ONCE A WEEK: AN ILLUSTRATED MISCELLANY OF LITERATURE, ART, SCIENCE, & POPULAR INFORMATION. July - December 1859 (volume 1). Edited by Samuel Lucas
Price: 25.00 USD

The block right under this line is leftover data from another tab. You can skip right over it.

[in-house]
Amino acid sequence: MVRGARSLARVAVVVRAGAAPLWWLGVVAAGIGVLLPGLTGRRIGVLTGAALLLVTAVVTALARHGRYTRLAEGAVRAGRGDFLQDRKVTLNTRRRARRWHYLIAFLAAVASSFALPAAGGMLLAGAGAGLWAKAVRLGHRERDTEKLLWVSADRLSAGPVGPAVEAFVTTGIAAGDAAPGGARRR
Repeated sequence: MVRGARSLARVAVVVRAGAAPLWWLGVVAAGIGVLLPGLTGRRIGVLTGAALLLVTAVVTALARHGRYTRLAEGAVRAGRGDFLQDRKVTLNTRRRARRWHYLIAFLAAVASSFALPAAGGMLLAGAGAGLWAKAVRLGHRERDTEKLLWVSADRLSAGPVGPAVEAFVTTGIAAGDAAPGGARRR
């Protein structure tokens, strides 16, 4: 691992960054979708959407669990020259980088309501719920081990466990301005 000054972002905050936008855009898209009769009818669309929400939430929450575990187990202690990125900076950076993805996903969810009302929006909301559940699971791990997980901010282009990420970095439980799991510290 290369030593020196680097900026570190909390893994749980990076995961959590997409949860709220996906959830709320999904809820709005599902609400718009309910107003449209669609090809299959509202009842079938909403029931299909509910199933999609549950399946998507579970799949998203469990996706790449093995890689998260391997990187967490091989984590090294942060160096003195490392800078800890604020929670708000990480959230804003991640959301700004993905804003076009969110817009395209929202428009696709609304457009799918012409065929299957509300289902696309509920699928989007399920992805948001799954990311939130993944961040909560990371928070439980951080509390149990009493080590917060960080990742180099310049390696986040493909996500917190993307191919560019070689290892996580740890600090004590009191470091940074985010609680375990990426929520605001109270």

London: Bradbury & Evans, 1859. Large octavo, 6 issues, bound together in nineteenth-century three-quarter leather and pebbled cloth. A literary miscellany founded by Bradbury & Evans, proprietors of PUNCH, following the termination of their joint ownership with Charles Dickens of HOUSEHOLD WORLDS. To distinguish ONCE A WEEK from Dickens' publications, the proprietors "would stress illustrations and charge a slightly higher price, give opportunity to unknown contributors, allow writers the option of signing their contributions, and avoid programs of social reform or party allegiances. The content would be general articles of good quality, to appeal to generally middle-class, liberal-minded readers of fair educational standard." - Sullivan, British Literary Magazines: The Victorian and Edwardian Age, 1837-1913, p. 287. Artists contributing illustrations to these issues include Hablot K. Browne, John Leech, J. E. Millais, John Tenniel and others. The major work in these numbers is Charles Reade's serial, "A Good Fight," the first version of THE CLOISTER AND THE HEARTH (1861), his vast historical romance set in fifteenth-century Europe. In spite of its literary merits, ONCE A WEEK was a commercial failure (it expired in 1880). ONCE A WEEK "was a respectable literary miscellany. Its writers were among the finest of those contributing to any popular Victorian periodical. And its contribution to the history of book-illustration art was outstanding." - Sullivan, p. 292. This is a bind-up of the original issues. Joints broken, spine panel detached, needs rebinding; contents fine. There are a number of short supernatural tales here, as well as at least one SF sketch, "The Artificial Man." (#162758) This is a bind-up of the original issues. Joints broken, spine panel detached, needs rebinding; contents fine. There are a number of short supernatural tales here, as well as at least one SF sketch, "The Artificial Man." (#162758).